The unkindest cut

Hacking at scores has, I think, become less popular at the end of the twentieth/beginning of the twenty-first century. There was a time when anything that was perceived as overly long and/or liable to try the limited patience (or was it concentration?) of the audience had bits surgically removed to make it, seemingly, more acceptable. […]

Lazy bones?

There are people who, through some flaw or other in their personality, acquire a bad reputation, a reputation which then proceeds to dog them throughout history to the detriment of several other sterling qualities: one such is poor Anatoly Lyadov. He wasn’t poor, not in the pecuniary sense, anyway. A scion of a well-to-do St.Petersburg […]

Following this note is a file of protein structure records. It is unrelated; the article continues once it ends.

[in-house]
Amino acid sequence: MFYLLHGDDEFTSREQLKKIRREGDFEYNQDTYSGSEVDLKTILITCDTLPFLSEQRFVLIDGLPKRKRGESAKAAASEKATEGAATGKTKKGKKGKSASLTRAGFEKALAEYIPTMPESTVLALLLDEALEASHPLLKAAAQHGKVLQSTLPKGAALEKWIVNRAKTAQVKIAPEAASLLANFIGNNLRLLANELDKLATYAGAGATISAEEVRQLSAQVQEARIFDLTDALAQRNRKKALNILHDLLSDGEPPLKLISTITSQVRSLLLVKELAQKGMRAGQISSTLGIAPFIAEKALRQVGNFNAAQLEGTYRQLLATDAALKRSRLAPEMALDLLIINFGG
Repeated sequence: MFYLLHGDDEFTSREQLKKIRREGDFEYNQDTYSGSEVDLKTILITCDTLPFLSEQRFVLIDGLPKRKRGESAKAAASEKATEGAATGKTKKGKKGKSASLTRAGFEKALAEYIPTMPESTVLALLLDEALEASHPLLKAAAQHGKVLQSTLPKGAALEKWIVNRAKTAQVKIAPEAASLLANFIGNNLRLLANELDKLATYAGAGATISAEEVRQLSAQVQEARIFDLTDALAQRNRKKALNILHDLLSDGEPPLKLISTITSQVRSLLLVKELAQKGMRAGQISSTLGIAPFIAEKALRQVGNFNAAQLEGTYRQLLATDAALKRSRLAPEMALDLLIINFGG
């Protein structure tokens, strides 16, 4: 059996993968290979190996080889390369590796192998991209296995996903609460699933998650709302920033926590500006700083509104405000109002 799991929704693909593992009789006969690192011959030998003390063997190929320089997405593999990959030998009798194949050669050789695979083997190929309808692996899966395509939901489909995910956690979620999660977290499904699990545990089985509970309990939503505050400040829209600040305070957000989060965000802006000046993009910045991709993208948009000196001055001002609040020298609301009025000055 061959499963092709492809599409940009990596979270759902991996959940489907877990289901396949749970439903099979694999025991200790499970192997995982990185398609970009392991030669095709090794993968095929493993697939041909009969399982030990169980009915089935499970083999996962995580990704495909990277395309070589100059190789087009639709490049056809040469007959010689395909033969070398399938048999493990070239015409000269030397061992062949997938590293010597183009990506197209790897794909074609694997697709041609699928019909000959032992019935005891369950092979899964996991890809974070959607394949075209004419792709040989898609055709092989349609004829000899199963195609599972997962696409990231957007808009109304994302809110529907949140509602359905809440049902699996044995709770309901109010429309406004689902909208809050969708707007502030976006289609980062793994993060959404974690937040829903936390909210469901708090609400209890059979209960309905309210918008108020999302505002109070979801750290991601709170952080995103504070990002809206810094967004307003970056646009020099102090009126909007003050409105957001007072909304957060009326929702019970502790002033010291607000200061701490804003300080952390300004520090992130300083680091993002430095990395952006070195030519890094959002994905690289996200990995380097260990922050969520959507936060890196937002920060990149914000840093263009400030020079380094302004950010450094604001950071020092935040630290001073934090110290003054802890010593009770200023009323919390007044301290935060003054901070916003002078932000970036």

The thief of time?

No, it’s not procrastination I’m thinking of, it’s Rachmaninoff. Tempo rubato translates as ‘robbed or stolen time’ and is the performance practice of slowing down or speeding up a phrase in music, mostly without any indication from the composer that such tempo alterations are required.  For the classically minded it’s known (pejoratively) as ‘pulling the […]

Sonate pour piano?

Can you think of a famous late nineteenth/early twentieth century French piano sonata? If you drew a blank, don’t worry, it’s not all that surprising – the list of composers who didn’t write one reads like a Who’s-Who of French music of the fin de siècle: Gounod, Massenet, Saint-Saëns, Chabrier, Fauré, Chausson, Debussy, Satie, Ravel […]